FLORENCE, S.C. — A local grocery manager said the first few days of the COVID-19 shutdowns had his customers scared to death.

Marty Massey, manager of the Florence Mall Piggly Wiggly, spoke Monday afternoon at a Florence Rotary Club meeting about the effects on his store of the shutdowns that were implemented to prevent COVID-19 patients from overwhelming local hospitals.

"Our business was fantastic," Massey said. "People were scared to death. It was like the world was going to end. It was like we [weren't going to] be resupplied. It was just frantic."

Business at the store, Massey continued, exploded after March 17.

March 17 is the date that South Carolina Gov. Henry McMaster issued an executive order closing restaurants in the state for a period of 14 days to slow the spread of COVID-19 to prevent hospitals from being overwhelmed by patients in need of care due to the virus.

"My business doubled immediately," Massey said. "Things went crazy."

The additional sales, Massey added, were concentrated in two areas: paper goods and meat.

Keeping a steady supply of paper goods was an immediate challenge. At first, the store implemented quantity limits.

"We would put up signs all over the store, limit two on toilet paper," Massey said. "The trouble was that people would come in and get buggies full. You'd tell them, 'Hey, I'm sorry, two.' We learned pretty quickly that was the wrong thing to do."

Customers would claim to be purchasing two packs for several family members, Massey added.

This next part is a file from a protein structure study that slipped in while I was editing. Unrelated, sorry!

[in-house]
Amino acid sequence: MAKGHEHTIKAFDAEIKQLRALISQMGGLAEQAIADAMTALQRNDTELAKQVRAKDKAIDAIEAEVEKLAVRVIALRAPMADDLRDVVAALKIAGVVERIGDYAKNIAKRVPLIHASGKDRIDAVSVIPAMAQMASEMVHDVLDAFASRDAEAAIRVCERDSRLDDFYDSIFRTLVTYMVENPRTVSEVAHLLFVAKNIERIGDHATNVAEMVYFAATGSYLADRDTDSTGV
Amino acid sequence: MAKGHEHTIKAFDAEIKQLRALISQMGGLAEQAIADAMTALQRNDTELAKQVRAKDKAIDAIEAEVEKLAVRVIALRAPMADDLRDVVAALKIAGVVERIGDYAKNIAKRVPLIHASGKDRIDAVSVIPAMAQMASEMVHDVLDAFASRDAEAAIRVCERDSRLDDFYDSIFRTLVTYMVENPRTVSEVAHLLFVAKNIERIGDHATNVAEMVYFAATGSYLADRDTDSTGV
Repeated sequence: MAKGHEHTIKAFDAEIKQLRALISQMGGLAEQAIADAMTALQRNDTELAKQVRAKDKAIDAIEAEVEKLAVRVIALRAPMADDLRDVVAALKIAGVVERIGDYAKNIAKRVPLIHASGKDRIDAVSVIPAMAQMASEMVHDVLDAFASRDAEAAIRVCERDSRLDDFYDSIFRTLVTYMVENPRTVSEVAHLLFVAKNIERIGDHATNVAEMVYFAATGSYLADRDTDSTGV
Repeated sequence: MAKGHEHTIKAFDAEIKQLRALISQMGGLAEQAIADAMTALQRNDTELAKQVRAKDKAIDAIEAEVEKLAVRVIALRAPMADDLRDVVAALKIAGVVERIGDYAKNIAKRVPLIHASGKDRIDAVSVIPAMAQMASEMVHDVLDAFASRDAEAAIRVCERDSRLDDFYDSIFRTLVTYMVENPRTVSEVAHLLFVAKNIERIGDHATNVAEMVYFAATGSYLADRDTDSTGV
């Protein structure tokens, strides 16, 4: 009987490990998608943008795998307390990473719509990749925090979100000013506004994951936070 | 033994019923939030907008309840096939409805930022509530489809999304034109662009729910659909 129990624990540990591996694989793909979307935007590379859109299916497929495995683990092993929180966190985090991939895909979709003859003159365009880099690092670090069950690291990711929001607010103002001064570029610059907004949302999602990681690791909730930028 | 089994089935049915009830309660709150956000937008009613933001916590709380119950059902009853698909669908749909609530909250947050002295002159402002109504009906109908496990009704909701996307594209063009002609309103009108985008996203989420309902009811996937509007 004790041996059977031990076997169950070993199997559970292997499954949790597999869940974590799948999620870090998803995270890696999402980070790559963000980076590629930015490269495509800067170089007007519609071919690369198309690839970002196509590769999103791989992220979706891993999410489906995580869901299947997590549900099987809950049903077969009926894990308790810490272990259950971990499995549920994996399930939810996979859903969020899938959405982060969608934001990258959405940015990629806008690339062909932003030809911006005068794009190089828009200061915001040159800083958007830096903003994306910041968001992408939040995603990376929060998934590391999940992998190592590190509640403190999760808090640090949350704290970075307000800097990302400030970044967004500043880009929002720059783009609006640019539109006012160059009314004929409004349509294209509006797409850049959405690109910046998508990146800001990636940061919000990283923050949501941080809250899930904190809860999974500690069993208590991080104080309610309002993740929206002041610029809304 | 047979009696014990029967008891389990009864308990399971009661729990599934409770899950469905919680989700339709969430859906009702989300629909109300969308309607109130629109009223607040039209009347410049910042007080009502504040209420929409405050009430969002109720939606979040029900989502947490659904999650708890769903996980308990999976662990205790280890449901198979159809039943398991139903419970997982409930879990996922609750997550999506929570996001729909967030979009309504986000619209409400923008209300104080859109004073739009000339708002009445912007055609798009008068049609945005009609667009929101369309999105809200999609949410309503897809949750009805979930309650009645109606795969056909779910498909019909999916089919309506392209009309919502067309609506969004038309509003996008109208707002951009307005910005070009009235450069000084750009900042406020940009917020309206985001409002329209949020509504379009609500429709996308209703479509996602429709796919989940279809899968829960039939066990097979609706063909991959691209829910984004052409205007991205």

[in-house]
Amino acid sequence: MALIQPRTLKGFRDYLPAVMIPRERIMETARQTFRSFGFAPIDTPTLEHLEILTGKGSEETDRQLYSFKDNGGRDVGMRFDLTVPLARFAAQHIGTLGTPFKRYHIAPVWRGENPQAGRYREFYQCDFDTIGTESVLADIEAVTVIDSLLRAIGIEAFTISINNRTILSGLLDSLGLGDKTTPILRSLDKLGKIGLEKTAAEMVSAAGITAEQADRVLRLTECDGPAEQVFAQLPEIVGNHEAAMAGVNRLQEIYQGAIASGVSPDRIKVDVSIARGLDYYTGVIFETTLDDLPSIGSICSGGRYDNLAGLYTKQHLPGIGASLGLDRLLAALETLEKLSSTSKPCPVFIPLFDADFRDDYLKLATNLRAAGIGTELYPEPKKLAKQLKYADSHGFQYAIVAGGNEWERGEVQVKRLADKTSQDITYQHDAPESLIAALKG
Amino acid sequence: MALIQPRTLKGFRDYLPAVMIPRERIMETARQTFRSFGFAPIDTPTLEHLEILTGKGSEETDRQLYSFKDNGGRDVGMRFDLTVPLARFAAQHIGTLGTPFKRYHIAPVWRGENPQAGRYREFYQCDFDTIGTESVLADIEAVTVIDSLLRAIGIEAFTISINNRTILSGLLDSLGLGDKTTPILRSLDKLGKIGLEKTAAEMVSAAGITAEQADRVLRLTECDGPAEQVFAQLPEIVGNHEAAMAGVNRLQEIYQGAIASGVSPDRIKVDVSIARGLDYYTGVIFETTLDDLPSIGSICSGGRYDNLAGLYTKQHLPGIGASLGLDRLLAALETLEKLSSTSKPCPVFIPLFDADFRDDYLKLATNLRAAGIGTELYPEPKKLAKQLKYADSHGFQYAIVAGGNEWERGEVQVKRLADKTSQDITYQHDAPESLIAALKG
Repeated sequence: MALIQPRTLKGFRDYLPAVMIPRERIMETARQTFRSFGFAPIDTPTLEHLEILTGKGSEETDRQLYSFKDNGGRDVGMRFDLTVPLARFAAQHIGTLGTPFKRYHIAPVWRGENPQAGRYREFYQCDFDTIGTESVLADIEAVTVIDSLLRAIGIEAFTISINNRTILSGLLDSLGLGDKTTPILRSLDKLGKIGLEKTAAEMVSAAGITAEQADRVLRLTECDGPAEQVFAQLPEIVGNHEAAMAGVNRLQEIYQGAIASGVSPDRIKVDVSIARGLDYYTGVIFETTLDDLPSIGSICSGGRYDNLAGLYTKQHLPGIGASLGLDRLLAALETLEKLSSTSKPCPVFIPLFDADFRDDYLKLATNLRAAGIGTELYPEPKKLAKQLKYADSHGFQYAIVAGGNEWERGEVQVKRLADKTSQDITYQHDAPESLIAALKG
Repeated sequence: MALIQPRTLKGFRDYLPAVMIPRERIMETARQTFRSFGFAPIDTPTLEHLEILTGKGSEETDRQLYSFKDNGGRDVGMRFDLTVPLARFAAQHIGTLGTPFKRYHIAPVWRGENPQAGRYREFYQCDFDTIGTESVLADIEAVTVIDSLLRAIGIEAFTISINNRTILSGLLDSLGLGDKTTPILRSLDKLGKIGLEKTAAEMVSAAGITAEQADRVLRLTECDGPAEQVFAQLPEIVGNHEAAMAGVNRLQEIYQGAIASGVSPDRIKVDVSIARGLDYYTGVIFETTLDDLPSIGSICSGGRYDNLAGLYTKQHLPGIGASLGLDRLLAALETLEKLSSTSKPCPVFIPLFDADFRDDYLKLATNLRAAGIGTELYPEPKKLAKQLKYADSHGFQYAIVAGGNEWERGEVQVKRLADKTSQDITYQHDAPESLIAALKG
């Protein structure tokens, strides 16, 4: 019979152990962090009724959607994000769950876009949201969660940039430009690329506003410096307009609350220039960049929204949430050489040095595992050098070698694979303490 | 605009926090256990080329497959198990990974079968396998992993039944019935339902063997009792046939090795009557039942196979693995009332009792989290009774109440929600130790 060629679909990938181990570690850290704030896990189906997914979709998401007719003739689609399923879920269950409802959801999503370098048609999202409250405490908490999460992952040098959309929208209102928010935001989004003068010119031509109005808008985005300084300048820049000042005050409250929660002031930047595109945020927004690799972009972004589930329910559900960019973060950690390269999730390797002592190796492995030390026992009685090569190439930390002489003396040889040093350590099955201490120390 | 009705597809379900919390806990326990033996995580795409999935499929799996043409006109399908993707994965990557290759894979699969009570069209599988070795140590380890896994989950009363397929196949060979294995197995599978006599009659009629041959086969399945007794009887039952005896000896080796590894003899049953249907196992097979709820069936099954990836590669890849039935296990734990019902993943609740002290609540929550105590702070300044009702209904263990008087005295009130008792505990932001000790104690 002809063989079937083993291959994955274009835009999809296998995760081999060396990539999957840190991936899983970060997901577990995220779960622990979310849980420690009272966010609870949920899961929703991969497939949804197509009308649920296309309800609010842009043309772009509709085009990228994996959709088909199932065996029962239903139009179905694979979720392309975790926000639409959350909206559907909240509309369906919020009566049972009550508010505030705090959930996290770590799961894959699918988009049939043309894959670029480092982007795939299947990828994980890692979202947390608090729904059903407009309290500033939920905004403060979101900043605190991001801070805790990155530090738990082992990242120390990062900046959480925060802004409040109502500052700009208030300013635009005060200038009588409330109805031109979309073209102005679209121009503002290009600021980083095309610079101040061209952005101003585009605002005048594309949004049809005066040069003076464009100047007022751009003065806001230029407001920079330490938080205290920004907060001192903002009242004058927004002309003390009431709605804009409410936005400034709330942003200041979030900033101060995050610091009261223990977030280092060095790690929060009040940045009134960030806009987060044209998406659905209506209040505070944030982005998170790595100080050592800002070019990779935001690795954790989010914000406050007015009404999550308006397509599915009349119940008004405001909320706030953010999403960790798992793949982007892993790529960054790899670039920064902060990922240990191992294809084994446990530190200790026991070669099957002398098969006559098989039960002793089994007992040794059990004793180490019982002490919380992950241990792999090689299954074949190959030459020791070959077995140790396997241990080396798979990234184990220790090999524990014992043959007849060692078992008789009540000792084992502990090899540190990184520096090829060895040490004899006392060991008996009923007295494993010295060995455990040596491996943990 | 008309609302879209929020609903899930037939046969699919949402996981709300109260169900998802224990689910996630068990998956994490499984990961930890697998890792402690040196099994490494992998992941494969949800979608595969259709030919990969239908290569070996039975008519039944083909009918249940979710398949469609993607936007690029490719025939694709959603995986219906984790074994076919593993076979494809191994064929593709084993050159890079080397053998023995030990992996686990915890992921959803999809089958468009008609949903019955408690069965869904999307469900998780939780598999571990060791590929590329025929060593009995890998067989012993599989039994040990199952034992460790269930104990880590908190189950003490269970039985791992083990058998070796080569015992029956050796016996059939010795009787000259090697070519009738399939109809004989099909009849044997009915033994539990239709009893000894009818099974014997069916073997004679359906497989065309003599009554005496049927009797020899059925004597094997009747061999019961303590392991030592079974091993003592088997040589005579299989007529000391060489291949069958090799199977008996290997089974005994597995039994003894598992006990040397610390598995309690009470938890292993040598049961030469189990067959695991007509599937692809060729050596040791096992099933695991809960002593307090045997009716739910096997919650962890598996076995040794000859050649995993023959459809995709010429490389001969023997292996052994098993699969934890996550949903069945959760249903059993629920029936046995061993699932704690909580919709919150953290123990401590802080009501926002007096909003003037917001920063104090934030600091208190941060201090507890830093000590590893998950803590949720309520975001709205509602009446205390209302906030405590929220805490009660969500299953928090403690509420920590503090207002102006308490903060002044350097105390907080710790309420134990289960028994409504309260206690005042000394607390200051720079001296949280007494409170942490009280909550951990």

Massey said he began to turn to other companies to keep products on the shelves.

"C&S is our wholesale supplier. We did everything we could to keep our shelves stocked," Massey said. "We used different companies to supply from. We used Performance Food Group that's right here in Florence. We bought bleach from them. We bought toilet tissue."

At one point, the store even stocked restaurant toilet tissue.

"People were buying it by force because they couldn't find any," Massey added. "We bought paper towels. We bought soap. But we stayed in stock at the Florence Mall Piggly Wiggly."

The store used social media to advertise that it was "the best-stocked store in Florence," Massey added.

Once people came into the store, Massey said, they were going to continue to shop there.

Massey highlighted many of the store's advantages: local ownership, meats cut in the store, its sushi department, its prepared from scratch deli, local produce, its pharmacy, its flower shop and its friendly employees.

The threat of the virus also affected the store's employees, Massey said.

"I lost seven employees who refused to come to work," Massey said. "I probably hired 12 teenagers."

Massey said he particularly enjoyed getting to impart his 46 years of experience with the company to the new employees.

"One of my favorite jobs in my store is hiring new people, young people, never worked before," Massey said. "They don't have a clue what to do. The first thing I tell them is this: Who pays my salary? Your boss? Your owner? No. The customer pays my salary, pays your salary. So, we've hired 12 high school people who are delighted to have a job and be a part of the workforce."

Massey also added that the store paid its employees an extra dollar per hour for around eight weeks during the pandemic.

In response to a question, Massey said two of the store's employees had tested positive for the virus but both were asymptomatic and the store was thoroughly cleaned by an outside company.

The store also added social distancing guides and other regulations required by the Centers for Disease Control and Prevention.

Also, Massey said the store's online ordering option grew exponentially. The store had 70 such orders in one day. Prior to the panic, the store didn't average 70 orders per month.

Government and Politics Reporter

I cover the city of Florence, the county of Florence, the state legislative delegation of Florence County and surrounding areas, and the federal delegation representing the Pee Dee for the Morning News.

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